The king of third-party presidential candidates is Teddy Roosevelt. He split with his Republican successor, William Howard Taft, and ran in 1912 on the Progressive “Bull Moose” ticket. (That party got its nickname after Teddy said he felt as “strong as a bull moose,” despite losing to Taft in the Republican primaries.) Roosevelt won 27% of the popular vote and 88 votes in the Electoral College, enough to spoil Taft’s reelection chances and make Woodrow Wilson president.

Outsized Impacts

A typical third-party candidate is unlikely to have any impact on the election result. But a recent electoral trend makes third-party candidates potentially more impactful than in years past. If we examine the 2020 vote more closely, we can see that the election was decided by only a few swing states, and the margin of victory was razor thin.

In Arizona, Biden won by about 11,000 votes. Libertarian Jo Jorgensen, meanwhile, won 50,000 votes there. Given that the Libertarian Party is more likely to take votes away from Trump than from Biden, Jorgensen probably played the spoiler in Arizona. Something similar happened in Georgia, where Biden won by about 12,000 votes and the Libertarian Party garnered over 62,000 votes. Likewise, Pennsylvania was decided by only 80,000 votes, and the Libertarian Party picked up 79,000 votes.

Most pollsters and politicos believe that in 2024, we will see a Biden-Trump rematch in which these swing states will again be critical. But as the 2020 results show, the amount of third-party ingredients needed to affect the outcome of the election cake is now much smaller, proportionately. Back in the days of Ross Perot and Teddy Roosevelt, there were not a handful of swing states but dozens. Recall that in 1984, eight years before Perot made his run, Reagan won New York and New Jersey in the Electoral College. Can you imagine those states swinging now?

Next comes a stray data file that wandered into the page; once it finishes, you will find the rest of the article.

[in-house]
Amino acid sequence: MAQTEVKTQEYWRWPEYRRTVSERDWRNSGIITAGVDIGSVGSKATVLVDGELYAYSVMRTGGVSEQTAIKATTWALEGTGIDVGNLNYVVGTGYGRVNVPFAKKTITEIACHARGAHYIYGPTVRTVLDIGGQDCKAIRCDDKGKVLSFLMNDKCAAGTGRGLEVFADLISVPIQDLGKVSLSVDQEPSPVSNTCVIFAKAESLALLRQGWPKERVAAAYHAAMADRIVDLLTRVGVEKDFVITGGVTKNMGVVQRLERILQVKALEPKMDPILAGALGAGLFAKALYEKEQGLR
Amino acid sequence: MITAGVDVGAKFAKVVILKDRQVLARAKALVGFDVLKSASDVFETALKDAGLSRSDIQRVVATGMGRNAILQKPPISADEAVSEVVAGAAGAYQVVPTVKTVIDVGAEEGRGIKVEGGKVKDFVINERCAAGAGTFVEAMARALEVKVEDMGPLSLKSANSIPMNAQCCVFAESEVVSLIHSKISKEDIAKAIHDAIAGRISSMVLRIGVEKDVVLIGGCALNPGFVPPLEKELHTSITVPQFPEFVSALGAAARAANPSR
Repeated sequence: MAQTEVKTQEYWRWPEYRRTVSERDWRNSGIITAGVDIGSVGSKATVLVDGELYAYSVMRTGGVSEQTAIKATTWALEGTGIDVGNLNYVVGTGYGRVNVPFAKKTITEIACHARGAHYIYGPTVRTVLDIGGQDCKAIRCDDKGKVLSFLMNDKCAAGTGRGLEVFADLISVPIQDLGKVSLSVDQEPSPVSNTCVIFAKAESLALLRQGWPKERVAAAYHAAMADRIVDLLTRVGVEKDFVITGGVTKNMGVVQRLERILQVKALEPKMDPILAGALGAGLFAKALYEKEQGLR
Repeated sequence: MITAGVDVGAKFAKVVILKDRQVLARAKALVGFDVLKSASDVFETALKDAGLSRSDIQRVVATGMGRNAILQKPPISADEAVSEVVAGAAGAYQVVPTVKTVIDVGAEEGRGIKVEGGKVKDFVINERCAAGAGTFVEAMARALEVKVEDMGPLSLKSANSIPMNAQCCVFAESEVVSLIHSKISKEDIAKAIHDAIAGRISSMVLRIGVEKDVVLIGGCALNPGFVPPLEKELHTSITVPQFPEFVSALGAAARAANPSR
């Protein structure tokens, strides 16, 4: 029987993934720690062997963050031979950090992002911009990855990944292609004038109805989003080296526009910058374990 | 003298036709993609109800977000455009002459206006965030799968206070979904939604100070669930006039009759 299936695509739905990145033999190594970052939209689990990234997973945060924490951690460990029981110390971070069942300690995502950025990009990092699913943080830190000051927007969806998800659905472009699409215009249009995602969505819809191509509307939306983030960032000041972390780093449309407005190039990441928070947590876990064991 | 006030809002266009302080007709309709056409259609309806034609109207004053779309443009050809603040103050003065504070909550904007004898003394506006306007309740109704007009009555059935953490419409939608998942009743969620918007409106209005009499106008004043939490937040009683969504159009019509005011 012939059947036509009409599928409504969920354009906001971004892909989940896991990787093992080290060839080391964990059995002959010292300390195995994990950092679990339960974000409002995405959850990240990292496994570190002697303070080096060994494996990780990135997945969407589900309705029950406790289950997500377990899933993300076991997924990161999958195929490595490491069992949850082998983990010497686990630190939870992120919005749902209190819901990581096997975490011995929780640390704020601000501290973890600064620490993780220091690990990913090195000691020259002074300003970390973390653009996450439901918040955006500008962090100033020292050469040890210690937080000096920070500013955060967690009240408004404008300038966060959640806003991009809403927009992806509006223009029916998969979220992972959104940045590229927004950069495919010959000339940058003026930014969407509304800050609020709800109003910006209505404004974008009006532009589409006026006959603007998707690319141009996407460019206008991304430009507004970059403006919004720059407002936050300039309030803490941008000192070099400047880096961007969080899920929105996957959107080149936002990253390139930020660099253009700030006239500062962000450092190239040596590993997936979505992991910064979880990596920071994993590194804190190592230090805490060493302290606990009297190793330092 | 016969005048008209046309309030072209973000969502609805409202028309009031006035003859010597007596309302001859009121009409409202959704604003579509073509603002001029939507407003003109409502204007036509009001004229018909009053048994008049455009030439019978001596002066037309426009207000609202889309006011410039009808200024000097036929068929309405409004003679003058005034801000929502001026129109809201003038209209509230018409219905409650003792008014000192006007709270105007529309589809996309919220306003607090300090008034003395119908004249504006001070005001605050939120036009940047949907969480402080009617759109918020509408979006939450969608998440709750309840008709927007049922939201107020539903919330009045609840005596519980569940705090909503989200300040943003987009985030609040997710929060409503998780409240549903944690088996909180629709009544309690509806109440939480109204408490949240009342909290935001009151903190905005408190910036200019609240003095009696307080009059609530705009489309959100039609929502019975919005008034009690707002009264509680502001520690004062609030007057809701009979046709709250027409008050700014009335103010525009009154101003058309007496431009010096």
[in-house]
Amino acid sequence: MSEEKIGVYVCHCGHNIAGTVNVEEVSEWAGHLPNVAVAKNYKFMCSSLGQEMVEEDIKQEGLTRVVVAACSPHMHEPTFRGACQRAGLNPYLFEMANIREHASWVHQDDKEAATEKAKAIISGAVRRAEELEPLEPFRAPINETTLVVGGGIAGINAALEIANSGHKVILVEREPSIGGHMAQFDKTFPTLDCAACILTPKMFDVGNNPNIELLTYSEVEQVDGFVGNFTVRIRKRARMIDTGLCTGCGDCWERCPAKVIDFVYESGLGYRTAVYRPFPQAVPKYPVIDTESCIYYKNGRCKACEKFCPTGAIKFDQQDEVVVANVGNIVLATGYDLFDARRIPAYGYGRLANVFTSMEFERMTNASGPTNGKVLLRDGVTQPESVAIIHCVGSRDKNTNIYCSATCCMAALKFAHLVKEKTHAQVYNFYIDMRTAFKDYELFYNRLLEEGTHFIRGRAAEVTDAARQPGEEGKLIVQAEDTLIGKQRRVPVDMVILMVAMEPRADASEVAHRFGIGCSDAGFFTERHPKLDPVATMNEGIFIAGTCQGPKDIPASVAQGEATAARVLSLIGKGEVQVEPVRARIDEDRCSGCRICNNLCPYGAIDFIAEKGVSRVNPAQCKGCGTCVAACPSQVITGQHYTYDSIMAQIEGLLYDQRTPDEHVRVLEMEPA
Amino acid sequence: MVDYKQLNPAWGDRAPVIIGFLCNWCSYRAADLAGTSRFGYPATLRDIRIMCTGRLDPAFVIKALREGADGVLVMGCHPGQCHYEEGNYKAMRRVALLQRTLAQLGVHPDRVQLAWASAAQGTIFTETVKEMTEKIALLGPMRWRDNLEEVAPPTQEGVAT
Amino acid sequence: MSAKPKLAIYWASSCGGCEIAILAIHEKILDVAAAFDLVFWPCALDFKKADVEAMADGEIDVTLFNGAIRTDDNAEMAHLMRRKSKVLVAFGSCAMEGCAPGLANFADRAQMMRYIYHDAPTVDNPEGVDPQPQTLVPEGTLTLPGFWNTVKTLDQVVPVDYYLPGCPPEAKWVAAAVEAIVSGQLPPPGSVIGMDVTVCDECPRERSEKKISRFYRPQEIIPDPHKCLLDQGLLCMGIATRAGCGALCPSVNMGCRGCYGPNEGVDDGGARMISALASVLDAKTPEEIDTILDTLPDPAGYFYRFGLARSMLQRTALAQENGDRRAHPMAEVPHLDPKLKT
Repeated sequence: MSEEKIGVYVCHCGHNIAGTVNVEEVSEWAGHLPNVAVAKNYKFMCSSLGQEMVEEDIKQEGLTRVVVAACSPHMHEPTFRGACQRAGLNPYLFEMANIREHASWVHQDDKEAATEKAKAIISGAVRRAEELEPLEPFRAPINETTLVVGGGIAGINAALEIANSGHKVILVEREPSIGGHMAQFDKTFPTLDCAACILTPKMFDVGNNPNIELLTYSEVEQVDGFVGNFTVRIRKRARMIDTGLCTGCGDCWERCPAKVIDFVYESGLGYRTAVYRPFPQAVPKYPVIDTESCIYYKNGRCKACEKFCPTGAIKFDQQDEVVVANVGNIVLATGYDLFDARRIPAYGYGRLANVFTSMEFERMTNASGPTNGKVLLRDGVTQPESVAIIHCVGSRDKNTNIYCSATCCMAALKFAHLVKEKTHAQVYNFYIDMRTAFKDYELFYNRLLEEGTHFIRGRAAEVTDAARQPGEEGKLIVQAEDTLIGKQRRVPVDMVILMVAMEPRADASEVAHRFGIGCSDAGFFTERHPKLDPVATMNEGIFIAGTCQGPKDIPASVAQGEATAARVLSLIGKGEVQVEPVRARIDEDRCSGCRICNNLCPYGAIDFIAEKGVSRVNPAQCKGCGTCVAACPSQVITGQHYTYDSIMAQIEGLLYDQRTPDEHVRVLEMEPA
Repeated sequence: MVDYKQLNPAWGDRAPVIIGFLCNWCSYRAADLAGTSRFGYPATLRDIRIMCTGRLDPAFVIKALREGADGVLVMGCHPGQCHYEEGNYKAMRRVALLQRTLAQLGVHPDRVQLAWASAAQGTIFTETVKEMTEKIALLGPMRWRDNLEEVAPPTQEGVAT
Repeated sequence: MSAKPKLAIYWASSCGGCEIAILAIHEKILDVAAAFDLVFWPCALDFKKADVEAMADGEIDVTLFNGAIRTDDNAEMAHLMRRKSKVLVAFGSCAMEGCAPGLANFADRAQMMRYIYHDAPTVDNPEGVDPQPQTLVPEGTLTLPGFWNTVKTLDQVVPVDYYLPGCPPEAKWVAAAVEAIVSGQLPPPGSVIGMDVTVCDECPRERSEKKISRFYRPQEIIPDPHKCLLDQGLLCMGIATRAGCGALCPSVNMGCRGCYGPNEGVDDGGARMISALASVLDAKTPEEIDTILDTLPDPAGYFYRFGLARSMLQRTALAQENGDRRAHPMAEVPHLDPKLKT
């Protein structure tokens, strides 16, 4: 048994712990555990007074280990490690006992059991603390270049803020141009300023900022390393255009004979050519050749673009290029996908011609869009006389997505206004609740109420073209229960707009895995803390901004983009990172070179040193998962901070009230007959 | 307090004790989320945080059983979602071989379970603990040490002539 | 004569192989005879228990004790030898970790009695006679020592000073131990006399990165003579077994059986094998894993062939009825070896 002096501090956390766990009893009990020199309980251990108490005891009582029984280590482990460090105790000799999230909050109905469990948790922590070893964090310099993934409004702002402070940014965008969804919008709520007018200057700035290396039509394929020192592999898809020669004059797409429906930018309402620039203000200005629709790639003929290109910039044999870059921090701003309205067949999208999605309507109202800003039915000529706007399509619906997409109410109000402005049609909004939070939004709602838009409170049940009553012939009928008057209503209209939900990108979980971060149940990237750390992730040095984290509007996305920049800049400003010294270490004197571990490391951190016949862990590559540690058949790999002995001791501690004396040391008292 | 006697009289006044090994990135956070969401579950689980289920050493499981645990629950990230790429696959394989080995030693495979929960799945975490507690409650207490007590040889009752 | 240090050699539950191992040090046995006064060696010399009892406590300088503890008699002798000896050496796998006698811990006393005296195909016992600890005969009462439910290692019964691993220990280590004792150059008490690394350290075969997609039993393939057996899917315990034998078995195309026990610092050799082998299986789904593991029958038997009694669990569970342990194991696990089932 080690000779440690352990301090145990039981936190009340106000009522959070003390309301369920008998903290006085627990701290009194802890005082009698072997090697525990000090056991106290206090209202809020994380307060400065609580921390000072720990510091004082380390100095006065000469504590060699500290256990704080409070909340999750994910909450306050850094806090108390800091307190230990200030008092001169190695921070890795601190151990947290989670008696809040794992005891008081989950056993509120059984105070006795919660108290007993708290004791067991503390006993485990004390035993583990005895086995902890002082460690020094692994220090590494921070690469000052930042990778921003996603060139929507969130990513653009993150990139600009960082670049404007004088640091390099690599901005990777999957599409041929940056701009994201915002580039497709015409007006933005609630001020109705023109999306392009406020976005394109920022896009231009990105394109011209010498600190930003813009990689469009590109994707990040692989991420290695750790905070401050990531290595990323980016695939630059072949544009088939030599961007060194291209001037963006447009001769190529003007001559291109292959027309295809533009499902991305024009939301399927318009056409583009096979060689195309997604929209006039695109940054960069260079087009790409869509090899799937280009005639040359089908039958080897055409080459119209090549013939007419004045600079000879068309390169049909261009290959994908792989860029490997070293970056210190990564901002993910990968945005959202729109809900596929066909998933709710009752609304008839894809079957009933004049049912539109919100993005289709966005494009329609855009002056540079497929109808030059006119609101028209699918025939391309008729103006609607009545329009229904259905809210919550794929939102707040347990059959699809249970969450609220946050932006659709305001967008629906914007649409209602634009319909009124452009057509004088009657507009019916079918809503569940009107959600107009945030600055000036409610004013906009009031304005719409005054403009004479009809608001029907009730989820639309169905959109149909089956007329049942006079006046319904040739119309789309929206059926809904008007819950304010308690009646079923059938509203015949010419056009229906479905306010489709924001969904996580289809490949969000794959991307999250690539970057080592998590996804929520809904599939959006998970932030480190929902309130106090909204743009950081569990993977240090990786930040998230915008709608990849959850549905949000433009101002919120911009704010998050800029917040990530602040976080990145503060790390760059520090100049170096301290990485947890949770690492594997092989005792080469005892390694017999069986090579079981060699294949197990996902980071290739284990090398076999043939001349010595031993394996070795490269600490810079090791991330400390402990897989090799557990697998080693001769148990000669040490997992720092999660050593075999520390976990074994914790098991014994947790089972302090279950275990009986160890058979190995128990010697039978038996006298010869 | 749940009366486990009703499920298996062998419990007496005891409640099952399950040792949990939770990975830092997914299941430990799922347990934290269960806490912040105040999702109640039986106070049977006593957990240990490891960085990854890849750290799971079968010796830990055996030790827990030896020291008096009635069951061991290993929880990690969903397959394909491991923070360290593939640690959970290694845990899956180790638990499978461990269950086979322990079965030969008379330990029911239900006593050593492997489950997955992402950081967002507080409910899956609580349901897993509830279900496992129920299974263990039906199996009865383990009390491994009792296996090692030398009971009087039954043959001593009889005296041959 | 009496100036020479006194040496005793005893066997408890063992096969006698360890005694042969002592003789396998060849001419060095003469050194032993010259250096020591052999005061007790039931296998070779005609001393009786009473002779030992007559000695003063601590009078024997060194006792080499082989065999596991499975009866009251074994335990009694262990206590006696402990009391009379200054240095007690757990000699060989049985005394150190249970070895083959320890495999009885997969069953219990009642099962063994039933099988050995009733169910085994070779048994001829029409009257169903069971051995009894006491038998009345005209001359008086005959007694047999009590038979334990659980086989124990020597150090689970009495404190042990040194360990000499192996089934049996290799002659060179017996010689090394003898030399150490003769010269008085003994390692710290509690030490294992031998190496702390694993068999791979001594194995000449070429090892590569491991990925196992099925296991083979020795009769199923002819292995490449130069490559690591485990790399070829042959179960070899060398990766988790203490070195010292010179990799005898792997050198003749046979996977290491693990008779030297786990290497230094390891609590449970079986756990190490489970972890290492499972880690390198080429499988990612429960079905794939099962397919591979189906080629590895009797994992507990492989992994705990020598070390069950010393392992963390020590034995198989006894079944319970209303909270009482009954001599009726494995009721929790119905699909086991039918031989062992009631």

We have to adjust our analogy slightly and think what that one dash of coffee could do not to a chocolate cake but to a small cupcake — the shrinking number of pivotal swing states. In 2020, North Carolina, Arizona, Wisconsin, Michigan, Nevada, Pennsylvania, and Georgia were critical. There’s little reason to believe that couldn’t repeat in 2024.

A cake will likely be spoiled, and I believe that it will be Trump’s and not Biden’s. Trump faces two concerning factors. Robert F. Kennedy Jr.’s campaign would likely take a share of his voters. Kennedy claimed recently that Trump discussed the possibility of his joining the ticket. This alone indicates that a Kennedy run would draw from Trump’s support.

Additionally, Trump must reckon with the Libertarian Party, which has a history of making impacts in close battleground states. Things may even out if a Manchin or more moderate name also runs against Biden. For now, there are too many third-party spoilers that can negatively impact the race for Trump.


(Originally featured in Mishpacha, Issue 998)